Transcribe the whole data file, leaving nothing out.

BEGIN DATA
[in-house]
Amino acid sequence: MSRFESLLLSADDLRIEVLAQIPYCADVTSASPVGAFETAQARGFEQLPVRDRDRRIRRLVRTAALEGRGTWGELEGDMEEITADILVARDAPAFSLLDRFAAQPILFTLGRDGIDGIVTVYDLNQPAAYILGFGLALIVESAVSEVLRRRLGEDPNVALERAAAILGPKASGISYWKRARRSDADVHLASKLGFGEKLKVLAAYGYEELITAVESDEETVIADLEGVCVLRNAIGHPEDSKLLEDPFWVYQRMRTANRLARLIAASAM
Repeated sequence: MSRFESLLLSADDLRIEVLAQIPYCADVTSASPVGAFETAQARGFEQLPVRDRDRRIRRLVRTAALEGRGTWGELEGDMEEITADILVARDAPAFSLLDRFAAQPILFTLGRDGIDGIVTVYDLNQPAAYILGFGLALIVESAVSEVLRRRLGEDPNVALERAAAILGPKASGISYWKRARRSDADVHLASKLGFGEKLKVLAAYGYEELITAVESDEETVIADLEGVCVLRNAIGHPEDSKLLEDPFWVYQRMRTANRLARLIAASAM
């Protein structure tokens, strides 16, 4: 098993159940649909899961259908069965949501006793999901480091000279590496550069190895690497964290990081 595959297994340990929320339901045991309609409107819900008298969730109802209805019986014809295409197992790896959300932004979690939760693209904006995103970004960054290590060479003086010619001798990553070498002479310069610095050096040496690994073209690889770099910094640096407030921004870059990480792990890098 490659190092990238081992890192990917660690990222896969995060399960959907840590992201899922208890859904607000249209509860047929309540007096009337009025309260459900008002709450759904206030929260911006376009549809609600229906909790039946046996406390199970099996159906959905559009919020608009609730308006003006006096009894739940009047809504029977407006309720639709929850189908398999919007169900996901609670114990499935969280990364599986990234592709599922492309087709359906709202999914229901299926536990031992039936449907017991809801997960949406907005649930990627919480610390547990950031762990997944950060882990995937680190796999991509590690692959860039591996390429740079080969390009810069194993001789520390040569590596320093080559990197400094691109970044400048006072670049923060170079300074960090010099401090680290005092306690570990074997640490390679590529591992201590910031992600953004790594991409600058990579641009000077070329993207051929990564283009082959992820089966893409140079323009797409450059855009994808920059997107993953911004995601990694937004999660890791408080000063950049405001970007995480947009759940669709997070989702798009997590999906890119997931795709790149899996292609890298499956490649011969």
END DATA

[in-house]
Amino acid sequence: MSRFESLLLSADDLRIEVLAQIPYCADVTSASPVGAFETAQARGFEQLPVRDRDRRIRRLVRTAALEGRGTWGELEGDMEEITADILVARDAPAFSLLDRFAAQPILFTLGRDGIDGIVTVYDLNQPAAYILGFGLALIVESAVSEVLRRRLGEDPNVALERAAAILGPKASGISYWKRARRSDADVHLASKLGFGEKLKVLAAYGYEELITAVESDEETVIADLEGVCVLRNAIGHPEDSKLLEDPFWVYQRMRTANRLARLIAASAM
Repeated sequence: MSRFESLLLSADDLRIEVLAQIPYCADVTSASPVGAFETAQARGFEQLPVRDRDRRIRRLVRTAALEGRGTWGELEGDMEEITADILVARDAPAFSLLDRFAAQPILFTLGRDGIDGIVTVYDLNQPAAYILGFGLALIVESAVSEVLRRRLGEDPNVALERAAAILGPKASGISYWKRARRSDADVHLASKLGFGEKLKVLAAYGYEELITAVESDEETVIADLEGVCVLRNAIGHPEDSKLLEDPFWVYQRMRTANRLARLIAASAM
């Protein structure tokens, strides 16, 4: 098993159940649909899961259908069965949501006793999901480091000279590496550069190895690497964290990081 595959297994340990929320339901045991309609409107819900008298969730109802209805019986014809295409197992790896959300932004979690939760693209904006995103970004960054290590060479003086010619001798990553070498002479310069610095050096040496690994073209690889770099910094640096407030921004870059990480792990890098 490659190092990238081992890192990917660690990222896969995060399960959907840590992201899922208890859904607000249209509860047929309540007096009337009025309260459900008002709450759904206030929260911006376009549809609600229906909790039946046996406390199970099996159906959905559009919020608009609730308006003006006096009894739940009047809504029977407006309720639709929850189908398999919007169900996901609670114990499935969280990364599986990234592709599922492309087709359906709202999914229901299926536990031992039936449907017991809801997960949406907005649930990627919480610390547990950031762990997944950060882990995937680190796999991509590690692959860039591996390429740079080969390009810069194993001789520390040569590596320093080559990197400094691109970044400048006072670049923060170079300074960090010099401090680290005092306690570990074997640490390679590529591992201590910031992600953004790594991409600058990579641009000077070329993207051929990564283009082959992820089966893409140079323009797409450059855009994808920059997107993953911004995601990694937004999660890791408080000063950049405001970007995480947009759940669709997070989702798009997590999906890119997931795709790149899996292609890298499956490649011969």